“Over the last year, we’ve had a number of meetings with the emergency preparedness committee, school administration, and district safety team, and we’ve developed a multi-tiered approach to things that we’re looking to change and to enhance,” said Assistant Principal Mr. David Miller.

One of the most visible changes for security next year will be the new visitor management system.

“After Newtown, a more thorough review was undertaken and we’ve discussed and have decided to implement the Scholarchip program at each school,” said Mr. Miller.

Beginning in September, all visitors to the school will have to check in at a Scholarchip machine, where a faculty member will take his or her photograph and scan his or her driver’s license, in order to run a set of background checks against public databases.  Each visitor will receive an identification sticker with his or her photograph and name, and the system will keep track of all visitors who are in the building at all times.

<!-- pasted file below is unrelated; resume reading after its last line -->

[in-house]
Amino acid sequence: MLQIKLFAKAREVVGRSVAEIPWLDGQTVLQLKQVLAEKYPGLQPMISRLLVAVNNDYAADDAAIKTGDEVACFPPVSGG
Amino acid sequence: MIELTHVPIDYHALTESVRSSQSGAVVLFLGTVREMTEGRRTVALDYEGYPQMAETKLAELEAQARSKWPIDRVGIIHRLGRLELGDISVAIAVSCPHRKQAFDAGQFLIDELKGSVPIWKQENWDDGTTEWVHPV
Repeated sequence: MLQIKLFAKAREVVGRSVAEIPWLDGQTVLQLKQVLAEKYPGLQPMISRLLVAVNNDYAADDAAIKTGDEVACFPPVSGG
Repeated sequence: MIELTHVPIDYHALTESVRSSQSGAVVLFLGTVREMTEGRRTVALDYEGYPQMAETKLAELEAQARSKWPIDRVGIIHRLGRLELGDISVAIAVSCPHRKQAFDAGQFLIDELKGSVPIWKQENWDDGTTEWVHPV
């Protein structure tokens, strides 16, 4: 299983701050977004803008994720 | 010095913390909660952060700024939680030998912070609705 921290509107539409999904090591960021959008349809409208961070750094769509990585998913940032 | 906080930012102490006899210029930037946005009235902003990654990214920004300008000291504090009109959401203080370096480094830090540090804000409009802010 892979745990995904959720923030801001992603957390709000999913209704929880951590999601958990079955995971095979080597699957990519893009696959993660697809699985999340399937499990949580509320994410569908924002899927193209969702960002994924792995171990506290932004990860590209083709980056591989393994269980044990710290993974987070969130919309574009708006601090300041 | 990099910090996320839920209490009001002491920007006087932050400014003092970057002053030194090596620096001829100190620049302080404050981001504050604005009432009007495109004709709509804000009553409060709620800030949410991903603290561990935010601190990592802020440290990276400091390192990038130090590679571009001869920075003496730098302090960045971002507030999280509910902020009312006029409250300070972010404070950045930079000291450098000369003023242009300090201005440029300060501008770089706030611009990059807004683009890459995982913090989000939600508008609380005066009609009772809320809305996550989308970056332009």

“There are many many schools across the country that are doing this. That’s the way things are going right now,” said Mr. Miller.  “We’re up to date right now.”

When students and faculty arrive for school in September, the district will have hired four new guards, three of whom will work primarily in the five elementary schools. Next year, administrators are also hoping to keep doors other than the main entrance locked throughout the day. Teachers and faculty members will receive magnetized ID cards to activate pin pads located at the locked doors if they choose to go through other entrances. The security booth will also be fully active come September.

“I think people appreciate us more now,” said campus security guard Mr. Richie Hart.  “Most people know we’re all retired cops, which makes a difference.  People tend to think we have the experience to see things in a different light that most people wouldn’t.  I think the students’ attitudes have changed too; they appreciate us being around more.”